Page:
With respect to the study patients, only disposition is recommended to be included. Finally, section 11 Efficacy Evaluation may be replaced by a summary of the efficacy evaluation preferably in table form with enough information for the reviewer to determine whether the study results are germane to the overall evaluation of effectiveness and to use in the review of the integrated analysis of effectiveness, if necessary including means, confidence intervals, P values, standard errors, etc.
Section Any additional information pertinent to the evaluation of safety should also be included. Individual patient listings of efficacy data are not necessary. The summary should contain enough information for the reviewer to determine whether the study results are germane to the overall evaluation of effectiveness and in the review of the integrated analysis of effectiveness, if necessary including means, confidence, intervals, P values, standard errors, etc.
Several guidelines applicable to the clinical development of IMPs for human use eg, ICH M4E, ICH E3 define abbreviated clinical study reports as useful in cases where the study is not pivotal for claiming the effectiveness of a product in a Marketing Authorization Application or when the study was discontinued early due to, for instance, lack of efficacy.
However, scant information is available on which sections are required to be included in these abbreviated clinical study reports. The single guideline available was issued in in the United States by the FDA, but no similar initiatives appear to have been produced in the European setting.
While waiting regulatory initiatives in Europe to promote a definitive guideline on the content and structure of abbreviated clinical study reports eagerly expected for a long time by pharmaceutical companies and other biomedical centers involved in drug development , our recommendation is to follow the FDA guideline in those cases where, according to the local regulatory authorities, an abbreviated report could be submitted.
All three authors work as medical writers for Pharmaceutical Industry in Spain but have no relevant financial interests in this manuscript. National Center for Biotechnology Information , U. Journal List Croat Med J v. Croat Med J. Author information Article notes Copyright and License information Disclaimer. Received May 21; Accepted Sep All rights reserved.
This article has been cited by other articles in PMC. Marketing authorizations for investigational medicinal products: common technical document and clinical study reports Extensive and complete documentation must be presented for a marketing authorization of an investigational medicinal product IMP for human use in the European Union EU , Japan, or the United States. Open in a separate window. Figure 1. ICH E3 guideline 1. Title Page 2.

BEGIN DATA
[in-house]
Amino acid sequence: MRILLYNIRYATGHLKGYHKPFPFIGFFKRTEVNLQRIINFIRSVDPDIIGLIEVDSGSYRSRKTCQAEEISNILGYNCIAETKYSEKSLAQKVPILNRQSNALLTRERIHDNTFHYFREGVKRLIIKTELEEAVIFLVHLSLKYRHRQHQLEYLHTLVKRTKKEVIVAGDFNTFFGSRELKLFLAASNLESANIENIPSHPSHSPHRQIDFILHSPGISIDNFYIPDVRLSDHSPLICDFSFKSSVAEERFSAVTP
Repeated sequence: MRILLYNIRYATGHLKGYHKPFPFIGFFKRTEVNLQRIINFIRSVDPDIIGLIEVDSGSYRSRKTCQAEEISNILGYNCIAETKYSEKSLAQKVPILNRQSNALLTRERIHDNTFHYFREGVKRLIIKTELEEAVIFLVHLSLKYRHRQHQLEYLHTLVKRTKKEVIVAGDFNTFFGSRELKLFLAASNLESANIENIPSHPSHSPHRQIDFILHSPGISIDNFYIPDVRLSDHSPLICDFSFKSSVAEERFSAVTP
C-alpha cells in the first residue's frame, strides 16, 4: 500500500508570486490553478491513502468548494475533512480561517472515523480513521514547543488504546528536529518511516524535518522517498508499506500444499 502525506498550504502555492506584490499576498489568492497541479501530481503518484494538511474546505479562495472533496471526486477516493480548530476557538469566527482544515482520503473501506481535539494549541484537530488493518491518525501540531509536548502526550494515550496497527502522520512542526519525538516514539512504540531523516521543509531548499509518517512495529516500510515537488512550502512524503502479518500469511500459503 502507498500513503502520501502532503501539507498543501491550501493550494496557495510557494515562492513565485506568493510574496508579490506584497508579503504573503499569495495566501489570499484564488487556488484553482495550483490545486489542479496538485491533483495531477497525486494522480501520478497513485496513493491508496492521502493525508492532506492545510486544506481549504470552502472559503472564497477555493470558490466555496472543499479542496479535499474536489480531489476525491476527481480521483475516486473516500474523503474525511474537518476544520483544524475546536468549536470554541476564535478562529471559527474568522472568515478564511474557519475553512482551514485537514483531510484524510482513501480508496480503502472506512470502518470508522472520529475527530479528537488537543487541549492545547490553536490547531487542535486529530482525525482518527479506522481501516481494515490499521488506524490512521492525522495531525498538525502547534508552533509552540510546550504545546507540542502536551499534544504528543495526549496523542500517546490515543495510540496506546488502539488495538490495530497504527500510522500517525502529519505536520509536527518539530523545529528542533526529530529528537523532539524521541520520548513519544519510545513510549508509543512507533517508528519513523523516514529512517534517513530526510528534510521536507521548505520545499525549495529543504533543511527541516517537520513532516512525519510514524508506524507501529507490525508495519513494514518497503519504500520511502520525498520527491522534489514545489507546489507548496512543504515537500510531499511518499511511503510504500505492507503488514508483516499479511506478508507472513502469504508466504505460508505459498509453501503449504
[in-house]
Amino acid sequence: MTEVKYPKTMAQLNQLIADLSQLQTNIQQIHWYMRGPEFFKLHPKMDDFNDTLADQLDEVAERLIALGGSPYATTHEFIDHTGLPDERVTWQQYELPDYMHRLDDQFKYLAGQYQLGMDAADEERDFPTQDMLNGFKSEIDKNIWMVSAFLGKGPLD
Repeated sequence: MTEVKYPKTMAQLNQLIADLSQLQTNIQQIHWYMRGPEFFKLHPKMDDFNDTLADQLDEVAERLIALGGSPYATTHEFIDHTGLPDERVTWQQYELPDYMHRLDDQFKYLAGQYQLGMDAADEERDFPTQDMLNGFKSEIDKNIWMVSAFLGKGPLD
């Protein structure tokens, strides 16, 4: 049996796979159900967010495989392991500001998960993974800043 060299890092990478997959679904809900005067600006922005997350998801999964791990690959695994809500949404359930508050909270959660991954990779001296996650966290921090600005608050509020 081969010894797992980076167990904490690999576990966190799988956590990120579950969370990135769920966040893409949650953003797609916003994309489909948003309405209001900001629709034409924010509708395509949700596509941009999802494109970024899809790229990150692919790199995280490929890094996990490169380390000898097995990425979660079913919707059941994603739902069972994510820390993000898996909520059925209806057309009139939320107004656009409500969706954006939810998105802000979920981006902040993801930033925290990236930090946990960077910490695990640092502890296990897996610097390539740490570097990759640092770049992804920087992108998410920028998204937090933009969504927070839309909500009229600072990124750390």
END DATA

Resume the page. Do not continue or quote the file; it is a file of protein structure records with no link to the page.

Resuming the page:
Synopsis 3. Table of Contents 4. List of Abbreviations and Definitions of Terms 5. Ethics 6. Investigators and Study Administrative Structure 7. Introduction 8. Study Objectives 9.
Investigational Plan Study Patients Efficacy Evaluation Safety Evaluation Discussion and Overall Conclusions Reference List Important Publications Referenced in the Report X Other CRFs Submitted. Abbreviated clinical study reports Two guidelines are available on the structure and content of CSRs 5 or on the appendices to be submitted in a Marketing Authorization Application for an IMP 6.
Conclusion Several guidelines applicable to the clinical development of IMPs for human use eg, ICH M4E, ICH E3 define abbreviated clinical study reports as useful in cases where the study is not pivotal for claiming the effectiveness of a product in a Marketing Authorization Application or when the study was discontinued early due to, for instance, lack of efficacy.
Competing interests All three authors work as medical writers for Pharmaceutical Industry in Spain but have no relevant financial interests in this manuscript. References 1. Molzon JA. The International Conference on Harmonization common technical document — global submission format? Food Drug Law J. Todic M. Dossier for marketing authorization in the European union. Bosn J Basic Med Sci. ICH M4E.
Common technical document for the registration of pharmaceuticals for human use-efficacy. Clinical overview and clinical summary of module 2. Module 5: clinical study reports. London: European Medicines Agency; Molzon J. The common technical document: the changing face of the New Drug Application. Nat Rev Drug Discov.
ICH topic E3.
U.S. Food and Drug Administration
ICH E3 Structure and content of clinical study reports